Note: The router used in this example is an RV34x Series Router.
Step 1. Log in to the web-based utility of the router and choose LAN > VLAN Settings.
Step 2. In the VLAN Table, click Add to create a new VLAN.
Step 3. In the VLAN ID field, enter a number between 2-4094 to be the VLAN ID.
Note: In this example, the VLAN ID is 25. The VLAN name will automatically populate in accordance to the entered VLAN ID.
Step 4. (Optional) Check the Enable Inter-VLAN Routing check box to allow communication between different VLANs. This is checked by default.
Note: VLANs divide broadcast domains in a LAN environment. Whenever hosts in one VLAN need to communicate with hosts in another VLAN, the traffic must be routed between them.
Step 5. In the IPv4 Address field, enter an IPv4 address.
Note: In this example, 192.168.11.1 is used as the IPv4 address.
Step 6. Enter the prefix length for the IPv4 address in the Prefix Length field. This determines the number of hosts in the subnetwork.
Note: In this example, 24 is used.
Step 7. Click Apply.
Step 8. Repeat the steps as necessary for the VLANs.
Note: In this example, an additional VLAN was created with VLAN ID 30.
You should now have successfully configured an IPv4-based VLAN on a router.
Configure a VLAN on a Wireless Access Point
This article assumes that the basic radio settings have been configured. To learn how to configure the basic radio settings on a WAP, click here.
In this series of steps, we are modifying an existing network on a single radio on the WAP150.
Step 1. Login to the web-based utility of the WAP and choose Wireless > Networks.
Step 2. Click a radio button to choose a radio band to create and broadcast a wireless network. The options are:
2.4 GHz — Wider range, better for legacy devices that support only 2.4 GHz.
5 GHz — Provides a more secure coverage and provides better compatibility with newer devices.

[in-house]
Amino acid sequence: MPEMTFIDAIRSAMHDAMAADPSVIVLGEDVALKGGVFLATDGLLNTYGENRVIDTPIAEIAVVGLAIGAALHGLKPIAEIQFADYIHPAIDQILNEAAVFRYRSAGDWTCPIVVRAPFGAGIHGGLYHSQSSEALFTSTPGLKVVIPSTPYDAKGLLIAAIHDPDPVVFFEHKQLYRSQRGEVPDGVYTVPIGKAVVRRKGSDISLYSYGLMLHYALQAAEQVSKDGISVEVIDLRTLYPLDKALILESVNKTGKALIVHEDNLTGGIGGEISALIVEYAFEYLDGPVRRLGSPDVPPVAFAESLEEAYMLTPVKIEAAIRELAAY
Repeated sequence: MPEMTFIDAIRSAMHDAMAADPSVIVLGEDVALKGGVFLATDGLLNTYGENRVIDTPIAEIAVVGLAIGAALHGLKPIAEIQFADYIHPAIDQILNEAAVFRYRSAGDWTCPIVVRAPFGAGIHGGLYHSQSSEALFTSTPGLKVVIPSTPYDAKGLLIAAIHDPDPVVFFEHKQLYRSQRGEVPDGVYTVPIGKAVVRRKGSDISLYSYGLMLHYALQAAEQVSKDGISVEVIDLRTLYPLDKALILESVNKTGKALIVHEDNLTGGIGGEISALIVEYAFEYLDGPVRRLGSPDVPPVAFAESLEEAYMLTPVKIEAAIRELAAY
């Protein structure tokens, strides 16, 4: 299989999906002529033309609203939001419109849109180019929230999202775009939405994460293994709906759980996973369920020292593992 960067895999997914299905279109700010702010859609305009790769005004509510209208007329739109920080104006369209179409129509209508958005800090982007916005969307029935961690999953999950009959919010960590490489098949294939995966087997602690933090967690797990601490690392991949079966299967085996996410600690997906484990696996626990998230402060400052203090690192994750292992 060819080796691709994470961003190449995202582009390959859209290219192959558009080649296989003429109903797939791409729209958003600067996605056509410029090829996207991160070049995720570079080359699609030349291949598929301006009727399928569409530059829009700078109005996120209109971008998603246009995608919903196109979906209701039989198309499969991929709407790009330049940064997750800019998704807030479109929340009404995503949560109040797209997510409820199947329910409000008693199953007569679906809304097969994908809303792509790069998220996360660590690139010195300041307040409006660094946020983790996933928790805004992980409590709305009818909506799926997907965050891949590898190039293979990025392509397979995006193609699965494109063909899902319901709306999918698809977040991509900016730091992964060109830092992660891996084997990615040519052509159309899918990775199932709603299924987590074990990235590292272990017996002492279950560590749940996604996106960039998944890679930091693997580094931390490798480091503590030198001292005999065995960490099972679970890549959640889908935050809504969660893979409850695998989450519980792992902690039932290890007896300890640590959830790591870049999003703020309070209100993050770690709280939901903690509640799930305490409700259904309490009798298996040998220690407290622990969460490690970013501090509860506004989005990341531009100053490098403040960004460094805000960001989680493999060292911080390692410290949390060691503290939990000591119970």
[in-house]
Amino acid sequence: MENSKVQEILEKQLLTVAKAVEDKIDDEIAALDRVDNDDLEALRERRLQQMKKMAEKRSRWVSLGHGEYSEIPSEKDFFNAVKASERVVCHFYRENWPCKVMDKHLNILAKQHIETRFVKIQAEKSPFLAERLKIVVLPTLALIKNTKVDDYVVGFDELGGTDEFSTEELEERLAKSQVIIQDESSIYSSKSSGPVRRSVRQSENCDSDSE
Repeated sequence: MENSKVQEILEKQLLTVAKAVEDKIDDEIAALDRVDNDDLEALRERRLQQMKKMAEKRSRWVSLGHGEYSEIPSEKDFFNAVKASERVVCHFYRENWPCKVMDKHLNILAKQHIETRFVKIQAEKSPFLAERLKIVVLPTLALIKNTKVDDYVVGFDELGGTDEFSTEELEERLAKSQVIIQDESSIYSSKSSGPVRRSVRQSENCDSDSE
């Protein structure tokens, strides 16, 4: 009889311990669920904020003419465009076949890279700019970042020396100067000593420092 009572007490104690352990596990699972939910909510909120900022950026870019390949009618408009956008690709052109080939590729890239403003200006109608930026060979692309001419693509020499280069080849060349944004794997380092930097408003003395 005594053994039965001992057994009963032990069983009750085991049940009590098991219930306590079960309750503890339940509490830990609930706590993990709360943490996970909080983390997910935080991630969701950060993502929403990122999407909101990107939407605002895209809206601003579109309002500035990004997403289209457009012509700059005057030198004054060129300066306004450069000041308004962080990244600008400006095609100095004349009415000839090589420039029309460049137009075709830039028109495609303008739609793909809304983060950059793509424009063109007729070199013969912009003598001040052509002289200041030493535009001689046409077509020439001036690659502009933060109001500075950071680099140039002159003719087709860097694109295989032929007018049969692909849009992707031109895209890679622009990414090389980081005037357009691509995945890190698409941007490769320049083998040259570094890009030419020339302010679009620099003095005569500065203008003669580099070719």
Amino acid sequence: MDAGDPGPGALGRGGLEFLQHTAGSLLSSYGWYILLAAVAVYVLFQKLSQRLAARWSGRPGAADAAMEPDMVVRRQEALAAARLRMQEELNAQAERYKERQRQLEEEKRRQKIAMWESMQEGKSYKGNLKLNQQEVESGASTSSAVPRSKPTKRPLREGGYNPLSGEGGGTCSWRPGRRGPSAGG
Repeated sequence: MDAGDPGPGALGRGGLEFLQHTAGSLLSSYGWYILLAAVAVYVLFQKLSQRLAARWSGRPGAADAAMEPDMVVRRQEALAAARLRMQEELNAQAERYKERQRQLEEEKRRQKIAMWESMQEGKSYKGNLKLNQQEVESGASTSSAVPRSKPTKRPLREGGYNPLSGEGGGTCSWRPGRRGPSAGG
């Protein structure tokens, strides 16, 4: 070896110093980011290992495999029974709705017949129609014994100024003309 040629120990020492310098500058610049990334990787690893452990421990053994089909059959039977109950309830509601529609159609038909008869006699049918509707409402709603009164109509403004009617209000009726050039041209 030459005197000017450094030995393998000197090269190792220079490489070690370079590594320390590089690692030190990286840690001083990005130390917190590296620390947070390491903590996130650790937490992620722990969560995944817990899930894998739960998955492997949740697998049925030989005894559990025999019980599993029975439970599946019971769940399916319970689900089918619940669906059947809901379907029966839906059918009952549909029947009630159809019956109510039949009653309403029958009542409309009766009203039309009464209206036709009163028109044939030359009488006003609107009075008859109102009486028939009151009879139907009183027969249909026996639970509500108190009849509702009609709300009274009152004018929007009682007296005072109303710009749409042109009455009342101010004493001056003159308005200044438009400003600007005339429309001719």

Note: In this example, Radio 2 (5 GHz) is chosen.
Step 3. In this step, you can opt to create or edit an SSID. Check the check box of the SSID or Virtual Access Point (VAP) you want to edit.
Note: In this example, VAP 0, VAP 1, and VAP2 are chosen.
Step 4. Click Edit.
Step 5. Check the Enable check box to enable the SSID.
Note: In this example, the GuestDisco and Private Disco are checked.
Step 6. In the VLAN ID field, enter the recently configured VLAN ID that was configured on both the router and switch.
Note: In this example, it would be 25 and 30.
Step 7. (Optional) In the SSID Name field, rename the existing SSID name.
Note: In this example, no changes were made.
Step 8. Check the Enable SSID Broadcast check box to enable visibility to your wireless client devices.
Step 9. From the Security drop-down list, choose the type of security to enforce on the network. The options are:
None — This is the default setting. Choosing None will leave the wireless network unsecured so anybody with a wireless client device can connect to the network easily.
WPA Personal — Wi-Fi Protected Access (WPA) uses Advanced Encryption Standard (AES) cipher to protect the wireless network. It uses a combination of case-sensitive letters and numbers for the password. This security type is recommended.
WPA Enterprise — WPA Enterprise is typically used in enterprise structured networks. It requires a Remote Authentication Dial-In User Service (RADIUS) to complete this type of wireless security setup.
Note: In this example, WPA Personal is applied to both SSIDs.
Step 10. Choose an option from the MAC Filtering drop-down list to assign an action to the router to filter hosts according to their Media Access Control (MAC) address. The options are:
Disabled — MAC Filtering is disabled on the network.
Local — Uses a list created on the WAP to filter MAC addresses from accessing the network.
RADIUS — This option makes use of a RADIUS server to filter MAC addresses.
Step 11. Check the Channel Isolation check box to disable communication between clients.
Step 12. (Optional) Check the Band Steer check box to steer and direct devices to a more optimal radio frequency, thus, improving network performance.
Step 13. Click .
Step 14. A window will pop up to inform you that your wireless settings are about to be updated and that you may be disconnected. Click OK to continue.
You should now have successfully configured multiple SSIDs with the proper VLANs/segmentation on an access point.